A Beautiful Game


After enjoying a weekend watching my favourite team win the FA Cup, my mind quickly turned towards next season and the possible transfer targets. Furthermore upon reading a Mourinho interview where he outlined some of his potential summer buys I was interested to understand how managers plan transfer market strategies. Therefore I’ve decided to post a blog incorporating another football analogy with an enlightening economic lesson. Some of you may be aware of two things:

1. The impending World Cup and transfer market dealings that come afterwards.

2. Game theory, a behavioural economic theory based on strategic decision making amongst rational agents. A theory told superbly by the Russell Crowe film – A Beautiful Mind on economist John Nash’s life.

Now to our transfer market problem. Let’s assume we have two teams, Arsenal and Chelsea who have a similar problem – to buy a striker(s). Both teams have a budget of £50m and two strategic choices, they can:

A. Bid for two alternative strikers, costing £17.5m each.

B. Bid for Benzema of Real Madrid for £30m.

Given their budget, each team aims to maximize their payoff(savings) given the cost of the player(s). Payoff (P) = 50-X. Where X = cost of player(s).

We also have two further assumptions based on demand & supply.

1. If one team bids for Benzema and the other for an alternative, the price of the alternative strikers increases. This happens because other club teams understand there is lower supply of quality strikers and therefore increase their price – from £17.5m to £22.5m each.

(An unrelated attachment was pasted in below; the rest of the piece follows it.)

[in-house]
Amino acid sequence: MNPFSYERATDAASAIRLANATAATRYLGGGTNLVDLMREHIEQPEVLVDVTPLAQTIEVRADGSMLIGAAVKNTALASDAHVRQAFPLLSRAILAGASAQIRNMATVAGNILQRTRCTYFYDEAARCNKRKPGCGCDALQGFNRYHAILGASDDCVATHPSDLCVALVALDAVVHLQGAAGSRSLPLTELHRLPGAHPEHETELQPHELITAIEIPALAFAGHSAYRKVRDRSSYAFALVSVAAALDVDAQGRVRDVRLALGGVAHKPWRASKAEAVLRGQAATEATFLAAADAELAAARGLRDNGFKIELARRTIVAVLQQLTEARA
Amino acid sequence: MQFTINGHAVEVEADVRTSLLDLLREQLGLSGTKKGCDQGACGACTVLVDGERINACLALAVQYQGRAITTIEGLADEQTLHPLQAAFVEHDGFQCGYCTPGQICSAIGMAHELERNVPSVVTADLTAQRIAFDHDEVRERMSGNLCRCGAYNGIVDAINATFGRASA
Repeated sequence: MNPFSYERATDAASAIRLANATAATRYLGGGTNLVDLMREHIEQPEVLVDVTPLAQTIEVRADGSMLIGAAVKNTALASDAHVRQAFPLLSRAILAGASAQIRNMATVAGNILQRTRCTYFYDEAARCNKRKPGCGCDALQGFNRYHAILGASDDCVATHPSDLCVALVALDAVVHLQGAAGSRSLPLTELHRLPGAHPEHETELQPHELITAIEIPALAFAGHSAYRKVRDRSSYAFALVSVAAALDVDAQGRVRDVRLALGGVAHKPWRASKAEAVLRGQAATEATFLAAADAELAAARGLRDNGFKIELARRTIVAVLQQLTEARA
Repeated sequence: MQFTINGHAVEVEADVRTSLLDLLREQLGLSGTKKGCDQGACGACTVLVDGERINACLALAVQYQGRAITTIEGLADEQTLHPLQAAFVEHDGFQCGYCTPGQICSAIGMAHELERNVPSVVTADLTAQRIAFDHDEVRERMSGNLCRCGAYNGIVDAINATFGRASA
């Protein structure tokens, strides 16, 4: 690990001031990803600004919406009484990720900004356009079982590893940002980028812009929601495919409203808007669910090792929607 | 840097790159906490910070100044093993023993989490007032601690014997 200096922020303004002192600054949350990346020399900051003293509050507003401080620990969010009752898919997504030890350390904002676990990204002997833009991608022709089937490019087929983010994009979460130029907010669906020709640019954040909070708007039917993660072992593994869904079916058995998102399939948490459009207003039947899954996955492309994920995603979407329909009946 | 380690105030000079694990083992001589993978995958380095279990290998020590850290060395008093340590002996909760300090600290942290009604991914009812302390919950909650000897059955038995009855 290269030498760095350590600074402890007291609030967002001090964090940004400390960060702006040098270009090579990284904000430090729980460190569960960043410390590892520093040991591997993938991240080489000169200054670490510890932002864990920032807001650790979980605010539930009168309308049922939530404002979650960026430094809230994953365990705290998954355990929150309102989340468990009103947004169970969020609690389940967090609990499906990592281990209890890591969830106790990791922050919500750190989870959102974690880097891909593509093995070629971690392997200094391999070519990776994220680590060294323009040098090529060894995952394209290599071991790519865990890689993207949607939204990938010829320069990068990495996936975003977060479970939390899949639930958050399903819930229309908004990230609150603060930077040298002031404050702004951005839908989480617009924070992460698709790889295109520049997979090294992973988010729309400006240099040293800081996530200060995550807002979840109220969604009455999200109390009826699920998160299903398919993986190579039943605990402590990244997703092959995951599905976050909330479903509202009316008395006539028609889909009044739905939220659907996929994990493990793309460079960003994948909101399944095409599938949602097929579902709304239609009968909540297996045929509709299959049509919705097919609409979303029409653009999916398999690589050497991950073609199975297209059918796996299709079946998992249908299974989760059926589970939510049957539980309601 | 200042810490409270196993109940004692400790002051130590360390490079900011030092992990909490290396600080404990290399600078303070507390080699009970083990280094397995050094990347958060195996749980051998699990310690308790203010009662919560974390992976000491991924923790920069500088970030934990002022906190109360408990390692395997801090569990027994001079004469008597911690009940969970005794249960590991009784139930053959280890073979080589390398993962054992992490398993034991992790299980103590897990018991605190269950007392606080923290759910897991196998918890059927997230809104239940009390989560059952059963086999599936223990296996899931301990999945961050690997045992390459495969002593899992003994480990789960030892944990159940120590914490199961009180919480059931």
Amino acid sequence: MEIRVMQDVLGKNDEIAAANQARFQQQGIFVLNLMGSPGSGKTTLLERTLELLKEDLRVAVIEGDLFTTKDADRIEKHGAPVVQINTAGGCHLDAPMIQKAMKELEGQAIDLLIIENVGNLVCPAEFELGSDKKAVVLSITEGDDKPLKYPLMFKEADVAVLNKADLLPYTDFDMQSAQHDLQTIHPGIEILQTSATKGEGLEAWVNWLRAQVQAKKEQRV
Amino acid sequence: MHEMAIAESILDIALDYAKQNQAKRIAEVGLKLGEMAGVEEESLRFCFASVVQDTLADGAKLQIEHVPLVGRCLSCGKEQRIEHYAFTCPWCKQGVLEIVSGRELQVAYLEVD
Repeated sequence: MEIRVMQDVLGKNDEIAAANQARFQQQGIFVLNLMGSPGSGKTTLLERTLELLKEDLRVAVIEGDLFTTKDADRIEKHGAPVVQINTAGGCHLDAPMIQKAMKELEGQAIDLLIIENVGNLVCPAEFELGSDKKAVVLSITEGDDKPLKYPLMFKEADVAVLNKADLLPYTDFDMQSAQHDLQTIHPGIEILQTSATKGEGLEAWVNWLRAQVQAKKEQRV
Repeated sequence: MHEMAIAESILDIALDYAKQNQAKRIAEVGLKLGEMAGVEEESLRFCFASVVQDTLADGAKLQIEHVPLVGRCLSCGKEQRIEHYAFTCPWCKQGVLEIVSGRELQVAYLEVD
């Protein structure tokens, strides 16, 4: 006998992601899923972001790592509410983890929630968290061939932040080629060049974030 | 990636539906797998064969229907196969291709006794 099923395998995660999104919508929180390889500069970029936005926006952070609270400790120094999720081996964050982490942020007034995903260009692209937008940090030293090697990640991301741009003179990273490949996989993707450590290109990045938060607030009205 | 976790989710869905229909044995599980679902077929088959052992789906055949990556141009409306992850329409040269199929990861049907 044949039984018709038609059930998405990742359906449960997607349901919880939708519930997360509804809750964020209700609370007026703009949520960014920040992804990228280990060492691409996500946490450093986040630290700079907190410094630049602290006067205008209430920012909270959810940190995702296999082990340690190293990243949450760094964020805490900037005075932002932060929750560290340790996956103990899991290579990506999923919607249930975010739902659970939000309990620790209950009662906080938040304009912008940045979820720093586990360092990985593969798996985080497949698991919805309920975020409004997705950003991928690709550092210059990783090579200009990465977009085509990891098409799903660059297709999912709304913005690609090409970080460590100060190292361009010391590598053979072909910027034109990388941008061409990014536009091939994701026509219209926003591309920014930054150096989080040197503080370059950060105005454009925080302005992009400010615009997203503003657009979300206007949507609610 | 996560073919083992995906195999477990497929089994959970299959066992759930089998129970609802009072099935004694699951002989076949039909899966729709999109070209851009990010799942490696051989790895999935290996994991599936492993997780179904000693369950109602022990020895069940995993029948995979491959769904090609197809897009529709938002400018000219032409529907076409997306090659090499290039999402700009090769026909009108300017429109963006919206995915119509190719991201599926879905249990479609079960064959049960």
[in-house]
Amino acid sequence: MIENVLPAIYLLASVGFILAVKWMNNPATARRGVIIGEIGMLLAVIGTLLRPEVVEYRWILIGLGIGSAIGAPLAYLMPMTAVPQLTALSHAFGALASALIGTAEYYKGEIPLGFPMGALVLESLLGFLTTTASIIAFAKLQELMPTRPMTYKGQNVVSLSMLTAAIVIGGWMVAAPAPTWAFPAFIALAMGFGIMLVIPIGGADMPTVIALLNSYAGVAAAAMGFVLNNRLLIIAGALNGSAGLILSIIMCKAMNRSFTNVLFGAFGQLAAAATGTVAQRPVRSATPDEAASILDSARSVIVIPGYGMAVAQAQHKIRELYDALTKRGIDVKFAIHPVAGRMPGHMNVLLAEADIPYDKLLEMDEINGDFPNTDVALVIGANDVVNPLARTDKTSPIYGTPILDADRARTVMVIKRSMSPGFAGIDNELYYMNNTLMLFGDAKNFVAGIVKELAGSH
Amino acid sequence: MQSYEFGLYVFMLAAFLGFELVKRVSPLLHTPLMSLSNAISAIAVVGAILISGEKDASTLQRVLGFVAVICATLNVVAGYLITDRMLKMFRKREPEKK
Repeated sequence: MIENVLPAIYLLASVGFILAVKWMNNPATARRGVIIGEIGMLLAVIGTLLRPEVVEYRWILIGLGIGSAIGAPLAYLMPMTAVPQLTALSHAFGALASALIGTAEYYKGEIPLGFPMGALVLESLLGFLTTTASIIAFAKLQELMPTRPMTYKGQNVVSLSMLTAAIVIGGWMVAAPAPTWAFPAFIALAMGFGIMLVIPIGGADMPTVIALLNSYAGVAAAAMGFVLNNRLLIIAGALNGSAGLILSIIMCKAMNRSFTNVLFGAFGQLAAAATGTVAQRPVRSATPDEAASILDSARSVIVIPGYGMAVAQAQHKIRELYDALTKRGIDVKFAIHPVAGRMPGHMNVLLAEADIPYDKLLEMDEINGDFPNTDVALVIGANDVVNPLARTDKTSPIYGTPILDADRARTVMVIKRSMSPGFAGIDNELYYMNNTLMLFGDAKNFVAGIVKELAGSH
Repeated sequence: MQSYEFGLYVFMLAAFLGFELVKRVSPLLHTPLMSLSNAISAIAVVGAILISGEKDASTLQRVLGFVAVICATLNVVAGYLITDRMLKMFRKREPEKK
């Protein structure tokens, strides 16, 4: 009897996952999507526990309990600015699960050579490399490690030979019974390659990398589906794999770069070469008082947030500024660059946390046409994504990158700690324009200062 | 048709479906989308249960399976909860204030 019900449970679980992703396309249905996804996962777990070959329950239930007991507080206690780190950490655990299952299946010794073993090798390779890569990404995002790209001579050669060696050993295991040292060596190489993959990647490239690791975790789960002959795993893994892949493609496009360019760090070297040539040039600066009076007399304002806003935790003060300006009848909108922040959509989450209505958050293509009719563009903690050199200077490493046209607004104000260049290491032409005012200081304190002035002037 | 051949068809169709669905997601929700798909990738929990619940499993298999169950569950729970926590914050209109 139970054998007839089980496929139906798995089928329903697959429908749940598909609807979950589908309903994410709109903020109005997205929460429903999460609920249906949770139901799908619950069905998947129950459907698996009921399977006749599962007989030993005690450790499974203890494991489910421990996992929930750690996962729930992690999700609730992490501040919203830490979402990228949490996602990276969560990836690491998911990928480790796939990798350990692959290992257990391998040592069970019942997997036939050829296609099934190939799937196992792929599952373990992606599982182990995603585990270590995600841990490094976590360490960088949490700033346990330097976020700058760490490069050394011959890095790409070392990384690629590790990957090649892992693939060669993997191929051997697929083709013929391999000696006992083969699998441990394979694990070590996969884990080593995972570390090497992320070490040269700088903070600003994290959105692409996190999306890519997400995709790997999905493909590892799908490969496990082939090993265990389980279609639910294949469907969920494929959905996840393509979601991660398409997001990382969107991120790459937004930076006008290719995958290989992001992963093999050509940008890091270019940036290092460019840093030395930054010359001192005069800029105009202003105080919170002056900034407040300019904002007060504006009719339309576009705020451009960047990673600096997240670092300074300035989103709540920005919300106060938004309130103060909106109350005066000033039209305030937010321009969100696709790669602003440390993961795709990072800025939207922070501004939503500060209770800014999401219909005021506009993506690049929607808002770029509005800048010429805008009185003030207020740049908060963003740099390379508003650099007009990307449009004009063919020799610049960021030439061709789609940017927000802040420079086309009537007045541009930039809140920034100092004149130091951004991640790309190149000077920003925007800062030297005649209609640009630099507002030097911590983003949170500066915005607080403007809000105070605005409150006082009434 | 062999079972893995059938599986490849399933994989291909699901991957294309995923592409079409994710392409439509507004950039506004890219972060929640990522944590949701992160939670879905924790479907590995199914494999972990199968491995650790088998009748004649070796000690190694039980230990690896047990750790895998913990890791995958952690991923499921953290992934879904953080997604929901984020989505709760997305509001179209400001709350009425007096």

2. If both teams bid for Benzema, his value increases, simply on the assumption a higher demand for a good or service increases the price. Benzema’s value rises from £30m to £40m.

What does this mean for our model?


Now, you can also see the cumulative payoffs for each set of choices.

Using the payoff function described, above where P=50-X, each team payoff is illustrated in left(Arsenal) or right(Chelsea) dependent on the value X, e.g. if both teams buy 2 alternative strikers, Arsenal payoff = P = 50m – (17.5m x 2) = £15m. Simple enough right?

We can clearly see the dominant strategy for Arsenal and Chelsea is to bid for Benzema, that is bidding for Benzema always yields the highest individual payoff(savings) irrespective of the other team’s decision. If both teams bid for Benzema, we fall into Nash Equilibrium where neither player sees it advantageous to change their strategy unless the other player also does so.

Arsenal [A], Chelsea [A] – £30m saved

Arsenal [B], Chelsea [A] – £25m saved

Arsenal [A], Chelsea [B] – £25m saved

Arsenal [B], Chelsea [B] – £20m saved

It is also apparent that the Nash Equilibrium solution is not optimal, if both teams co-operate and bid for two separate alternatives, they will both accrue savings of £15m, a co-operative strategy that saves the highest amount for both teams £30m cumulatively.

What seems odd is from this simple economic model, we find a solution where both teams may actually do better by working together! That is, by not bidding for Benzema, Arsenal and Chelsea save more money and can buy more players.

Now I know this model relies on certain assumptions of player values and the probability of the strategy choices. It also omits variables such as player exchanges, future expected performance impact and most importantly. The assumption Arsene Wenger and Josè Mourinho will be willing to co-operate.

I still hope it provides a simple lesson on how economic methods and techniques can be used in a fun and simple way to partially solve everyday problems.


@Capital Moments


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